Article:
U. community members protest to call for U. action protecting undocumented immigrants
Hundreds of University community members, including students, faculty, and staff, held a demonstration to call for the University to become a sanctuary campus for undocumented students, faculty, and staff.The demonstration began in front of the Nassau Hall at 5 p.m. and was spearheaded by the Princeton DREAM Team, a immigrants' rights group. The demonstration was part of a larger national movement this week promoted by the Cosecha Movement, a pro-immigrants' rights organization. According to Cosecha, similar demonstrations labelled #SanctuaryMovement have occurred at around 80 different universities across the nation in the wake of the election of President-elect Donald Trump, whose rhetoric calling for undocumented immigrants to be deported has been heavily criticized. The purpose of these demonstrations have differed by campus, from general demands that the administration protects undocumented students to guarantees that universities will protect undocumented students from deportation.
The event was organized by Arlene Gamio ’18, Alejandra Rincon ’18, Brandon Sixto ’17, and Carlos Sotelo ’17. Sixto led chants such as “say it loud, say it clear, immigrants are welcome here,” “the people, united, shall never be divided,” “ain’t no power like the power of the people, because the power of the people don’t stop.” Protesters held signs and posters displaying messages such as “education not deportation,” “no human being is illegal,” “sanctuary now,” and “protect undocumented people.”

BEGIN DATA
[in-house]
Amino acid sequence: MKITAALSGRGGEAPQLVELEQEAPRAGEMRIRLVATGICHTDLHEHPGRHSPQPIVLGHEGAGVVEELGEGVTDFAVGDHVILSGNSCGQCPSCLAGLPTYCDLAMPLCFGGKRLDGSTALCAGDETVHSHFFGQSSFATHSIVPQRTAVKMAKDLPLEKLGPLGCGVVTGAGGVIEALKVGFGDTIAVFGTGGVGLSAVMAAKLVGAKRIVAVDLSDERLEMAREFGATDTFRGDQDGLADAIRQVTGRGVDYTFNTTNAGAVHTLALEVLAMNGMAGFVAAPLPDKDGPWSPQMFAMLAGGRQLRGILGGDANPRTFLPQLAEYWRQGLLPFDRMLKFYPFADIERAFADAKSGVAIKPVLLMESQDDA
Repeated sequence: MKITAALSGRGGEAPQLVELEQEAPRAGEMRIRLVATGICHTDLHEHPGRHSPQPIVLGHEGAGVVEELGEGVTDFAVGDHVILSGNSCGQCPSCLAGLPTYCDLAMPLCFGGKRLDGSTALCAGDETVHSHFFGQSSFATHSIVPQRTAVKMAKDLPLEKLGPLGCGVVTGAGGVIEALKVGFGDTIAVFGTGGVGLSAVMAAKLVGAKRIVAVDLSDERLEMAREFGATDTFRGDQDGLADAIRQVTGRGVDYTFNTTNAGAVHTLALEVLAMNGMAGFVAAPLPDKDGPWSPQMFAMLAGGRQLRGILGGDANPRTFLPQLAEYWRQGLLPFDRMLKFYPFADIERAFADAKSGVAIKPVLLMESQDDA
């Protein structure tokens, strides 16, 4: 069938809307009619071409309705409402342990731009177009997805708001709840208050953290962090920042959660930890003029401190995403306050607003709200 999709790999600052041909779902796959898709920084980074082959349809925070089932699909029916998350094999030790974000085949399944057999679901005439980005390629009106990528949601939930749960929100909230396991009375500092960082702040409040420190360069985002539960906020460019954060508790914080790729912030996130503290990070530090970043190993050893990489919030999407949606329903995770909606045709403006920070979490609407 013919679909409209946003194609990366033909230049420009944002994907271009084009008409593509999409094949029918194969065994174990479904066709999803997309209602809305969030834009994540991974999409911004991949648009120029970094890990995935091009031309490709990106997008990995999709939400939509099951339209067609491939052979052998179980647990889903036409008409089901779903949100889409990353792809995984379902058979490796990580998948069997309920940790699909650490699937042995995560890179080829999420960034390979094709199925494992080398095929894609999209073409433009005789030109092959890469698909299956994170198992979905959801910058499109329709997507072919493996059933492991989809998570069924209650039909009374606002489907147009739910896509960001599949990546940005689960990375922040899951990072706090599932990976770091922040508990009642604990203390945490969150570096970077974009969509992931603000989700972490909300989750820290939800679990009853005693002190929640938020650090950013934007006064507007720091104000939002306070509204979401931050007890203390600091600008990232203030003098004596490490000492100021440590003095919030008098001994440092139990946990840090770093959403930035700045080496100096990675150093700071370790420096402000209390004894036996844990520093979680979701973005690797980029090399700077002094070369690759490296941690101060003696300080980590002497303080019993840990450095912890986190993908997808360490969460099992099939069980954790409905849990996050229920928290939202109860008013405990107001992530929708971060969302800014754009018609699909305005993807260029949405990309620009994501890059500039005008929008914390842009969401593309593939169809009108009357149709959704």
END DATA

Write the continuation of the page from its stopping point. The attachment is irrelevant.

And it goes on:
Gamio, Rincon, Sixto, and Sotelo then began reading off a list of demands to administration to make the University a sanctuary campus for undocumented students, faculty, and staff. The demands were to proclaim the University as a sanctuary campus and Princeton Chapel as a refugee church, to begin classifying undocumented students as domestic, to waive the international tax for undocumented students, to hire someone in the Davis International Student Center to serve undocumented students and students with undocumented and mixed status families, to make the Office of Admission website more clear regarding policies toward undocumented students, and to start a dean’s fund with no loans for undocumented students to apply for Deferred Action for Childhood Arrivals status.